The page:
Religion, the Novel, and Speaking for/of the Other
Edwin Chadwick's Report on the Sanitary Condition of the Labouring Population of Great Britain reveals to its primarily middle-class audience how far apart economically and socially the middle and lower classes had grown by the end of the 1830s. The differences between the two classes were seemingly irreconcilable. Yet one of the most notable features of the Report is its impulse to smooth over those differences by having all acknowledge and participate in a common moral culture. Reform, the Report implies, can only work if all affected (i.e., all society) share the same (or at least very similar) aspirations, standards of moral judgment, and beliefs -- a premise that partially explains the impetus of several of Chadwick's informants to challenge the moral standards of their working-class subjects with a zeal that is nearly Pauline in form and content. As I argue in Part II, the informers' questions often gave way to remonstrance, and lessons on proper thought and conduct frequently replaced the "objective" collection of data.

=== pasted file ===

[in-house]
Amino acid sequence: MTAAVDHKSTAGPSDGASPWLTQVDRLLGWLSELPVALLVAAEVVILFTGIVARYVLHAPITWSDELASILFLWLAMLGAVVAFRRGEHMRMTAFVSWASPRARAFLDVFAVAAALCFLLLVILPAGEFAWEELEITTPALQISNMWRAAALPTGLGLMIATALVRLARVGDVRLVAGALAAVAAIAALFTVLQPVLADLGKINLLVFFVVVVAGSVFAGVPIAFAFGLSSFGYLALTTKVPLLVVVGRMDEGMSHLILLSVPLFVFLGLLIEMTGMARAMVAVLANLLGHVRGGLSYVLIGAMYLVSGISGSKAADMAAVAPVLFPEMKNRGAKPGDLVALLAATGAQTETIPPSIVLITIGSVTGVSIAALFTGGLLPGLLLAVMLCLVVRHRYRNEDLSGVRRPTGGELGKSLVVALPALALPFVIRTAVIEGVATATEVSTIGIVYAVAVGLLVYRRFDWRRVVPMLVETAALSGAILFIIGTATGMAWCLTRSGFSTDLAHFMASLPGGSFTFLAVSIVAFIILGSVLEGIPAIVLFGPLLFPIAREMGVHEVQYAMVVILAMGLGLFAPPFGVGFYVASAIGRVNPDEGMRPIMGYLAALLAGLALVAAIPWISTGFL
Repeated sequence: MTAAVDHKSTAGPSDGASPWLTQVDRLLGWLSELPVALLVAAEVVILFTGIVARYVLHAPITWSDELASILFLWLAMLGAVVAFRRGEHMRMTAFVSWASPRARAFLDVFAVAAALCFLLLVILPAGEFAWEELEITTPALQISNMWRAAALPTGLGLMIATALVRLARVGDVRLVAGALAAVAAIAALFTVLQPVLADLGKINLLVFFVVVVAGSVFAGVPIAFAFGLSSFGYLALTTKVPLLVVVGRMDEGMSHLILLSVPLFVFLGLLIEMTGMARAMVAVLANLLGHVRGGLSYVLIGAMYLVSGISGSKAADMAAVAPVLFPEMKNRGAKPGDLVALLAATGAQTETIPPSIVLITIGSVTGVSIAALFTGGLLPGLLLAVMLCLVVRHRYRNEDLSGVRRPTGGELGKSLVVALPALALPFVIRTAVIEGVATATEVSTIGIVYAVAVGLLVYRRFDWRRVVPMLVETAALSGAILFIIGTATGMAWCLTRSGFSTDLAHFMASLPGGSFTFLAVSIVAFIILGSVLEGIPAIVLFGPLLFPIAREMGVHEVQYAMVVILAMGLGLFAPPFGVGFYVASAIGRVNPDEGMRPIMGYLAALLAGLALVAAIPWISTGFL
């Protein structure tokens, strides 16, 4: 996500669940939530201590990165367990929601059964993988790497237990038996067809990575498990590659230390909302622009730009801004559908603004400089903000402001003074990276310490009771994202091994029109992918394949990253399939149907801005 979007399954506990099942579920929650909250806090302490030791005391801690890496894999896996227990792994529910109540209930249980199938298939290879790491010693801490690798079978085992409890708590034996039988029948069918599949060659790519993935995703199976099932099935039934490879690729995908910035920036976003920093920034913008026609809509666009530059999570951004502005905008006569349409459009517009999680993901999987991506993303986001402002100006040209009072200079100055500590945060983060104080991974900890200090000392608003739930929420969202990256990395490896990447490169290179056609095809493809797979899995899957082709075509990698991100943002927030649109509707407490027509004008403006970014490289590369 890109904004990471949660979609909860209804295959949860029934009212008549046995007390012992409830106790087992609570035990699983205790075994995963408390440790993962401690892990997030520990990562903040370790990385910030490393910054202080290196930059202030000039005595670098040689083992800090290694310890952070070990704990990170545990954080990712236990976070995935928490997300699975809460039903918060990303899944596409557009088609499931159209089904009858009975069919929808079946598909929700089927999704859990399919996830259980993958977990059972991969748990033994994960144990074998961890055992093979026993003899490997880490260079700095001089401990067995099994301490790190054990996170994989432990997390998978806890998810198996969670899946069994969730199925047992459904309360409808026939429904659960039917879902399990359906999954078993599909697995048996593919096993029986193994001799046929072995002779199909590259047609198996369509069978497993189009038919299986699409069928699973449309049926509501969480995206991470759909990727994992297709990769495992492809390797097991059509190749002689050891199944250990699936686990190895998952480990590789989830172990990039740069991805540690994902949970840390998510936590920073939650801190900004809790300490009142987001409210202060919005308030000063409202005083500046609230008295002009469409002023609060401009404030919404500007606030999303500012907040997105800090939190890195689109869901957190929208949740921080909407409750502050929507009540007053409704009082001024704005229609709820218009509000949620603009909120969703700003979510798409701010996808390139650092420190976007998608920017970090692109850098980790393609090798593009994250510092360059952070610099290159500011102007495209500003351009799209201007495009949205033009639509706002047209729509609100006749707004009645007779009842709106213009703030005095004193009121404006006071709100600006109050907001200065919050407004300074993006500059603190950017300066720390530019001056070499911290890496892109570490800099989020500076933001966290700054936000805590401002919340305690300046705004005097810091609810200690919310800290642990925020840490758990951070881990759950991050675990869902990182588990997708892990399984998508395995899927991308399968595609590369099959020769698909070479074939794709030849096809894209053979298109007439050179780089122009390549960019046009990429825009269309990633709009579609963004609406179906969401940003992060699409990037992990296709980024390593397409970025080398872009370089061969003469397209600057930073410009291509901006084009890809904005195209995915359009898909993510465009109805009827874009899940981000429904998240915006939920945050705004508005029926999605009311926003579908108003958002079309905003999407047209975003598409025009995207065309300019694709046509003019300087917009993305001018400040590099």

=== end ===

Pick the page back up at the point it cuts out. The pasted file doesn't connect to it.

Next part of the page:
For Chadwick himself the issue of ethical conduct occupied a prominent place in his recapitulation of "the extent and operation of the evils which are the subject of [his] inquiry" (422). He concludes the Report by arguing that
the removal of noxious physical circumstances, and the promotion of civic, household, and personal cleanliness, are necessary to the improvement of the moral condition of the population; for that sound morality and refinement in manners and health are not long found co-existent with filthy habits amongst any class of the community. (425)
Because uncleanness was seen as leading to systemic demoralization -- to which no class is immune -- much more is at stake than the health of individual members of the working classes; the soundness of an entire society is in jeopardy, and concern for its well-being often looked beyond the ma